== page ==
Indigenous people will contribute to the tourism industry

(Photo: noticieros.televisa.com)

Thanks to the Tourism Welfare program of the government of Yucatán, the Maya indigenous people of our beloved state will be able to contribute to bost and improve the tourism industry.

In order to generate more jobs and promote tourism in the municipalities of the state of Yucatan, the Yucatecan government created the Tourism Wellness program, which, based on social and economic development alternatives, aims to support Maya indigenous communities, formulating and designing tourism investment projects.

This program aims to be a responsible mechanism for the economic and social development of the local Maya communities, projecting their culture nationally and internationally, while preserving their natural resources at the same time.

In addition, the program was thought as a model related to the industry where the main priority and central element is the people, the inhabitants of the rural areas within the state.

Support for ecotourism projects

The governor of Yucatan, Rolando Zapata Bello, signed an agreement in 2014 with the Ministry of Tourism and the National Commission for the Development of Indigenous Peoples (Comisión Nacional para el Desarrollo de los Pueblos Indígenas: CDI) to promote the growth of ecotourism projects in different indigenous communities of Yucatán.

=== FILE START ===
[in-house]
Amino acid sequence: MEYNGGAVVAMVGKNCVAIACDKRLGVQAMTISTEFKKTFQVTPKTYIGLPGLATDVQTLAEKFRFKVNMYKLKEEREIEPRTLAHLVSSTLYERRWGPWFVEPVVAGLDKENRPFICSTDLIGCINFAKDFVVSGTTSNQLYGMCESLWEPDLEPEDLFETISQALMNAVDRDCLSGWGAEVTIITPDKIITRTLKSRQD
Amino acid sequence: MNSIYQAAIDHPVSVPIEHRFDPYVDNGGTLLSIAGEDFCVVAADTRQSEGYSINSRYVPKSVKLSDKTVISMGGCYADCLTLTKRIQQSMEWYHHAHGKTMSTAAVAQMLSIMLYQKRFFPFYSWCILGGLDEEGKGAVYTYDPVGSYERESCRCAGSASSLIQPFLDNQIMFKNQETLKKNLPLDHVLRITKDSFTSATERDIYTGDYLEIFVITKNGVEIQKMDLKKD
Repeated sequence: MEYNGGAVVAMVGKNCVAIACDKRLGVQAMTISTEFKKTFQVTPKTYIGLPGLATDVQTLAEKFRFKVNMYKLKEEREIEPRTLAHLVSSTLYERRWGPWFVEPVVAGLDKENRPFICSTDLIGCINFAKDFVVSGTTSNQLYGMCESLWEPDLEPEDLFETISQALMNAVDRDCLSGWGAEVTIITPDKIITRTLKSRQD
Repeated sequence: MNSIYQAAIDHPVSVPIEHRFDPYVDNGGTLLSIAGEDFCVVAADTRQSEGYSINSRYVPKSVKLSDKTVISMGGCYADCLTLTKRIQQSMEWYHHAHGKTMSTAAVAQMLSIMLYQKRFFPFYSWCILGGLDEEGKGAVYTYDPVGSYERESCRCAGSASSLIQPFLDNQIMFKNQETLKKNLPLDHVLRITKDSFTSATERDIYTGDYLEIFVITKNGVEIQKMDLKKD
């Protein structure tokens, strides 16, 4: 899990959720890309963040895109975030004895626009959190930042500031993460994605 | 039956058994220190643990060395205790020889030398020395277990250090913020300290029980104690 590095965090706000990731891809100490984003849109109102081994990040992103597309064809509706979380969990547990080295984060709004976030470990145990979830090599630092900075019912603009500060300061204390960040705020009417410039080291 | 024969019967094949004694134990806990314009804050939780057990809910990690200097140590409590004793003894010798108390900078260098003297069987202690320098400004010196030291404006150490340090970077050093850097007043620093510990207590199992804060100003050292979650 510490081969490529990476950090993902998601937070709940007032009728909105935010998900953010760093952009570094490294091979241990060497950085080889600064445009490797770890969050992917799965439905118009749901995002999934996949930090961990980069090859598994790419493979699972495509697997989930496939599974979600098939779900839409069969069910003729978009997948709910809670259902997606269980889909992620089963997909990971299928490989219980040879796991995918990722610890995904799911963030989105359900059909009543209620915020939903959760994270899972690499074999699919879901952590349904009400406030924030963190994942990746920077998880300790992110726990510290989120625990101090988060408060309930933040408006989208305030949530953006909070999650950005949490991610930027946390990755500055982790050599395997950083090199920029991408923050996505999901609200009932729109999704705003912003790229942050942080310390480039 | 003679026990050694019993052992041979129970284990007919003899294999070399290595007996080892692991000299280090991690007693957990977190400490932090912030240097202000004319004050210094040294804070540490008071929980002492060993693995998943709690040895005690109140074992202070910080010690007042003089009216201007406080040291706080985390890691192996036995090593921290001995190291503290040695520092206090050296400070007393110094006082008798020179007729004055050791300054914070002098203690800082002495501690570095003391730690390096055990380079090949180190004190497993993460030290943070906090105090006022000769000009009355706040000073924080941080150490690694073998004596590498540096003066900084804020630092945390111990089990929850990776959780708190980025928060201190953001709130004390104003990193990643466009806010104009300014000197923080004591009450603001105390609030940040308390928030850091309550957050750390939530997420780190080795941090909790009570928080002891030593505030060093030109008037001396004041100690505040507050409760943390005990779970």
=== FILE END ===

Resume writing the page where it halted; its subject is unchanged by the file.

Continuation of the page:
On the other hand, this year, a total of nine ecotourism projects, operated by Maya groups and cooperatives in Yucatan, received the distinctive known as “Paraísos Indígenas“(Indigenous Paradise), which contributed to Mexico winning the Best International Active Tourism Award, recently awarded in Spain.

Photo: www.gob.mx/cdi

The nine award-winning organizations are:

  1. Jaltún de Celestún
  2. Cooperative Society of Fishing Production and Tourist Services “Routes to Progress”
  3. Itzamkanac de Río Lagartos
  4. Ecotourism Services of Chinkilá, in Tecoh.
  5. Ecotourism Center “Cenote X-Canché” in Temozón
  6. Ecological Cabins “Uh najil Ek Balam” in Temozón
  7. Cooperative Society of Tourism and Food Services “Tumben zazil kin zonot” of Umán
  8. Zaaz Koolen Ha from Yokdzonot, Yaxcabá
  9. “Hause Santa Rosa” from Homún

Source: Comisión Nacional para el Desarrollo de los Pueblos Indígenas



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